Combined effects of calcium deficiency, cyanobacteria, and warming on the population fitness of three cladocerans
Jiang, Xiaodong; Zhang, Lihua; Li, Qingmei; Zhang, Hui; Chen, Ying
published: Dec 1, 2014
ArtNo. ESP141018503010, Price: 29.00 €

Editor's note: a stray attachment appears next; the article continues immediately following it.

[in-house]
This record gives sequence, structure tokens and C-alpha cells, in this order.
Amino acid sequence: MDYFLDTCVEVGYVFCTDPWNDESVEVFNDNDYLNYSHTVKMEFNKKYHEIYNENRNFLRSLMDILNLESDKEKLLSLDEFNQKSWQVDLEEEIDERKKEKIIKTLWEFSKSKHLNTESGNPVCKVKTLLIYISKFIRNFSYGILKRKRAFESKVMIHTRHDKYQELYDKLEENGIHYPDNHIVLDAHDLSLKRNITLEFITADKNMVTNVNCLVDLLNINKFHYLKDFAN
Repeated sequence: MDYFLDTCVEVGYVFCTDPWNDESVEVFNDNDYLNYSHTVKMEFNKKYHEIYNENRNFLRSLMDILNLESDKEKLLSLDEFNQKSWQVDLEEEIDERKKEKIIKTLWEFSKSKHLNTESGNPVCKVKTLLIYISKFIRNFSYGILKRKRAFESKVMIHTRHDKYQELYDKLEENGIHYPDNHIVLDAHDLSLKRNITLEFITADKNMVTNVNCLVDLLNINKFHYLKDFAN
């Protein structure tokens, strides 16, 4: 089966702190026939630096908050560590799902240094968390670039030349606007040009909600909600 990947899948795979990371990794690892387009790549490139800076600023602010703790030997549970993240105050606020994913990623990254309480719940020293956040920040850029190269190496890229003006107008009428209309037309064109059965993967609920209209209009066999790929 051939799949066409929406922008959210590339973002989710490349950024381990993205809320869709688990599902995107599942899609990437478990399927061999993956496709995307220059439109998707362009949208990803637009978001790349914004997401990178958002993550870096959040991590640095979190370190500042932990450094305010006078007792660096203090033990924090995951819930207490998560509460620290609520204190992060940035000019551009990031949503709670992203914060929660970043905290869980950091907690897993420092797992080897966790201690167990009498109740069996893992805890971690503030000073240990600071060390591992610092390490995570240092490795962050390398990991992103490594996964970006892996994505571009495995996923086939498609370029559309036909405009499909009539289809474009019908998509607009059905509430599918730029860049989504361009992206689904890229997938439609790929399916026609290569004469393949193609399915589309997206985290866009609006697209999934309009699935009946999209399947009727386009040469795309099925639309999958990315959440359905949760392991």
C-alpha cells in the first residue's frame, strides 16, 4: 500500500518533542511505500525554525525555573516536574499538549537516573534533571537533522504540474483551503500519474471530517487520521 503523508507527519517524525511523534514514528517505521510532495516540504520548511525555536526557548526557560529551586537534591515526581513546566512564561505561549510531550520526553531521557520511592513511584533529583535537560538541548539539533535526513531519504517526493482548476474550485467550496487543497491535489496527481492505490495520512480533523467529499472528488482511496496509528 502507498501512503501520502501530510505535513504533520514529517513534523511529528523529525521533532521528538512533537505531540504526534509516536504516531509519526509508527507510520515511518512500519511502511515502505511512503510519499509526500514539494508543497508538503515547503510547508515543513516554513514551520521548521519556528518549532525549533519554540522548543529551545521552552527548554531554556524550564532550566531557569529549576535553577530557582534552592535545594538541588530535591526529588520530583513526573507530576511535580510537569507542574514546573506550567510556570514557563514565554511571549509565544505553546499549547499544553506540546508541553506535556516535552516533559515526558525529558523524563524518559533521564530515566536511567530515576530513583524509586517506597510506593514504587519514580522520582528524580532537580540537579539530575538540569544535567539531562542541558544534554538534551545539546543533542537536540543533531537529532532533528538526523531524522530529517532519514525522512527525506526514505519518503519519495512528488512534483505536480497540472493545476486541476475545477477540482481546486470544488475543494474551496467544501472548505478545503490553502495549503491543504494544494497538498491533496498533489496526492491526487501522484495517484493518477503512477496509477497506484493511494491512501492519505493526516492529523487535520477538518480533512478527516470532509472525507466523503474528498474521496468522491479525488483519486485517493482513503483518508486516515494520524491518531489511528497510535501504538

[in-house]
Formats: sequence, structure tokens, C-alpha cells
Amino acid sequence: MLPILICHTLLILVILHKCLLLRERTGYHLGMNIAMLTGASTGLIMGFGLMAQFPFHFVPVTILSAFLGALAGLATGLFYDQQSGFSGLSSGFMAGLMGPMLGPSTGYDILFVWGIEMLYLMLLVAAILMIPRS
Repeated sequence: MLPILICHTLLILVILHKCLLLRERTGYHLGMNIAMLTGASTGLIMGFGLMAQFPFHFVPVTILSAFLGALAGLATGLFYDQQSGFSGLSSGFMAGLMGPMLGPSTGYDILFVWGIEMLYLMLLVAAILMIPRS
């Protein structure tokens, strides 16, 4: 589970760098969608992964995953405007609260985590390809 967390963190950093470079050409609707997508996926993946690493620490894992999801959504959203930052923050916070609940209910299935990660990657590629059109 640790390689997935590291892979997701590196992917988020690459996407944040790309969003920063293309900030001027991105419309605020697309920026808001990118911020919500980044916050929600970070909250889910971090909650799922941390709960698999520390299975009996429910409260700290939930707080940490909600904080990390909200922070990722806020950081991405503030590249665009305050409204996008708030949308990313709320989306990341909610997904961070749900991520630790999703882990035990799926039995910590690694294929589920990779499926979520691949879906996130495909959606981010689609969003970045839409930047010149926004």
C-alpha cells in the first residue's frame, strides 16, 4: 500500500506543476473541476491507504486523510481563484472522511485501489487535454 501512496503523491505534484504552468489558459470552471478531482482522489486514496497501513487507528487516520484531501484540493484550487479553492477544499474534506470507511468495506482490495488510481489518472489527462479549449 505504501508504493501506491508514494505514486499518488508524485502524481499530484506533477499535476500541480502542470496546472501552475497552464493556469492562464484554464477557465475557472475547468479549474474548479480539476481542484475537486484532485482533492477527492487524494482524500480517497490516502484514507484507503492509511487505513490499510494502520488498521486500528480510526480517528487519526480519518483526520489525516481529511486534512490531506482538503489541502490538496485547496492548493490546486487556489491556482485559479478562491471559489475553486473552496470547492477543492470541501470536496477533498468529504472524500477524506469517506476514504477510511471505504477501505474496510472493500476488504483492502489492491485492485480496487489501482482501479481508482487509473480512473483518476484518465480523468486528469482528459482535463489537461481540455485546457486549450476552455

Aqueous calcium decline is a novel and widespread threat to soft-water lakes and usually co-occurs with other stressors. A three-way full factorial design was used to investigate the combined effects of a chemical stressor (calcium decline from 20 to 5 mg L–1), a biological stressor (50% Microcystis aeruginosa in diets), and a physical stressor (temperature increase from 25 to 29 °C) on the population fitness of three common cladocerans with distinct body sizes. Both Ca deficiency and increasing cyanobacteria significantly depressed fitness in the large-bodied Daphnia pulex, while warming did not. The combined effect of Ca deficiency and increasing cyanobacteria was significantly synergistic in D. pulex with a greater fitness reduction in the presence of cyanobacteria. Ca deficiency significantly depressed Simocephalus vetulus fitness only at 29 °C. Ca deficiency and warming had a synergistic effect on S. vetulus fitness, but the combined effect of warming and cyanobacteria was antagonistic. The fitness of the small-bodied B. longirostris increased with temperature, but was not influenced by Ca deficiency, cyanobacteria, or the interactions of the three stressors. These results suggest that D. pulex was most vulnerable to ongoing Ca decline. The non-additive effects of multiple stressors should be considered when predicting zooplankton responses in soft-water lakes.